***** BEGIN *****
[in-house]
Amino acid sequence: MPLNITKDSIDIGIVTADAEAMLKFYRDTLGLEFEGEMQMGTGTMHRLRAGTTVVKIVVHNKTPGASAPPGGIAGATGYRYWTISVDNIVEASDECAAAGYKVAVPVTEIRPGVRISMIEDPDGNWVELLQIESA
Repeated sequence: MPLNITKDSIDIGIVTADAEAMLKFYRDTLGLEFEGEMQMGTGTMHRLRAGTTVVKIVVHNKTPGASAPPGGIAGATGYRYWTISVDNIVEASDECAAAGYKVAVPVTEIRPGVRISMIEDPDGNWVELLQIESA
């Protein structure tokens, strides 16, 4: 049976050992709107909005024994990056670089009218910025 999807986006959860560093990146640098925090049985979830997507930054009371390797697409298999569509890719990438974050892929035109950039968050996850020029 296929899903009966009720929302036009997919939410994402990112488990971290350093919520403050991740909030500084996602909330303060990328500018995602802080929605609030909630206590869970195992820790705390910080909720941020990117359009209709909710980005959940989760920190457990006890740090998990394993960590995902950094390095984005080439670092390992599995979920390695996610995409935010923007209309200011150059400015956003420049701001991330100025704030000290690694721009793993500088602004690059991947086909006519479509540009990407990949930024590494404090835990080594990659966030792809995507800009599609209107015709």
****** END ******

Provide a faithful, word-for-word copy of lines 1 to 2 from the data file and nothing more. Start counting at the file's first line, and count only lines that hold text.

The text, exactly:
[in-house]
Amino acid sequence: MPLNITKDSIDIGIVTADAEAMLKFYRDTLGLEFEGEMQMGTGTMHRLRAGTTVVKIVVHNKTPGASAPPGGIAGATGYRYWTISVDNIVEASDECAAAGYKVAVPVTEIRPGVRISMIEDPDGNWVELLQIESA